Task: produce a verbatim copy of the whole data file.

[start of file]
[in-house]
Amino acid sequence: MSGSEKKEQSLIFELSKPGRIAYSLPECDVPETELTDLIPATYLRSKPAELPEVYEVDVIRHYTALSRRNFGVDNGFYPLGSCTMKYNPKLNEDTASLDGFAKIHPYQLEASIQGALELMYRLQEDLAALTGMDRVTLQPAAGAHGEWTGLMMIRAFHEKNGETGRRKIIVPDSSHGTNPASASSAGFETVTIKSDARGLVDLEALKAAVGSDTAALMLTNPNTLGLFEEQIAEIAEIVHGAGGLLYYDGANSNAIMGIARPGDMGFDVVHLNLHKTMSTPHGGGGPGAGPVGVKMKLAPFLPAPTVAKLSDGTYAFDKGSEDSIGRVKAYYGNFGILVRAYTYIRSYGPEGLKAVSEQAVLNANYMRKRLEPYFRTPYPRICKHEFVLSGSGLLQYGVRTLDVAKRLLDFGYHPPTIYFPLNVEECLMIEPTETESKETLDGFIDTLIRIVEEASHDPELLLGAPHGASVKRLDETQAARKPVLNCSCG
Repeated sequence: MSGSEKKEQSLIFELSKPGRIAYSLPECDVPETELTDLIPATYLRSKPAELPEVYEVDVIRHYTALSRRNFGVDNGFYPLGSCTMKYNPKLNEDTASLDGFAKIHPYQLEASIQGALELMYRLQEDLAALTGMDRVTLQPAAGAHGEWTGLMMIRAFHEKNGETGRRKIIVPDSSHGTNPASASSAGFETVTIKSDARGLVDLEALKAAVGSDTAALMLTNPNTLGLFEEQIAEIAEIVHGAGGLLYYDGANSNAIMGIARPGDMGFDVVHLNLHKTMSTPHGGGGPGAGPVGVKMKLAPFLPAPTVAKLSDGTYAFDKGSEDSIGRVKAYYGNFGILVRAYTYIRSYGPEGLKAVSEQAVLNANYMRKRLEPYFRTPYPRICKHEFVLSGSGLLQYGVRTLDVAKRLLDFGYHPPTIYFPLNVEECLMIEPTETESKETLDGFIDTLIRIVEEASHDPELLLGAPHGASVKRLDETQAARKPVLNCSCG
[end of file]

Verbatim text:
[in-house]
Amino acid sequence: MSGSEKKEQSLIFELSKPGRIAYSLPECDVPETELTDLIPATYLRSKPAELPEVYEVDVIRHYTALSRRNFGVDNGFYPLGSCTMKYNPKLNEDTASLDGFAKIHPYQLEASIQGALELMYRLQEDLAALTGMDRVTLQPAAGAHGEWTGLMMIRAFHEKNGETGRRKIIVPDSSHGTNPASASSAGFETVTIKSDARGLVDLEALKAAVGSDTAALMLTNPNTLGLFEEQIAEIAEIVHGAGGLLYYDGANSNAIMGIARPGDMGFDVVHLNLHKTMSTPHGGGGPGAGPVGVKMKLAPFLPAPTVAKLSDGTYAFDKGSEDSIGRVKAYYGNFGILVRAYTYIRSYGPEGLKAVSEQAVLNANYMRKRLEPYFRTPYPRICKHEFVLSGSGLLQYGVRTLDVAKRLLDFGYHPPTIYFPLNVEECLMIEPTETESKETLDGFIDTLIRIVEEASHDPELLLGAPHGASVKRLDETQAARKPVLNCSCG
Repeated sequence: MSGSEKKEQSLIFELSKPGRIAYSLPECDVPETELTDLIPATYLRSKPAELPEVYEVDVIRHYTALSRRNFGVDNGFYPLGSCTMKYNPKLNEDTASLDGFAKIHPYQLEASIQGALELMYRLQEDLAALTGMDRVTLQPAAGAHGEWTGLMMIRAFHEKNGETGRRKIIVPDSSHGTNPASASSAGFETVTIKSDARGLVDLEALKAAVGSDTAALMLTNPNTLGLFEEQIAEIAEIVHGAGGLLYYDGANSNAIMGIARPGDMGFDVVHLNLHKTMSTPHGGGGPGAGPVGVKMKLAPFLPAPTVAKLSDGTYAFDKGSEDSIGRVKAYYGNFGILVRAYTYIRSYGPEGLKAVSEQAVLNANYMRKRLEPYFRTPYPRICKHEFVLSGSGLLQYGVRTLDVAKRLLDFGYHPPTIYFPLNVEECLMIEPTETESKETLDGFIDTLIRIVEEASHDPELLLGAPHGASVKRLDETQAARKPVLNCSCG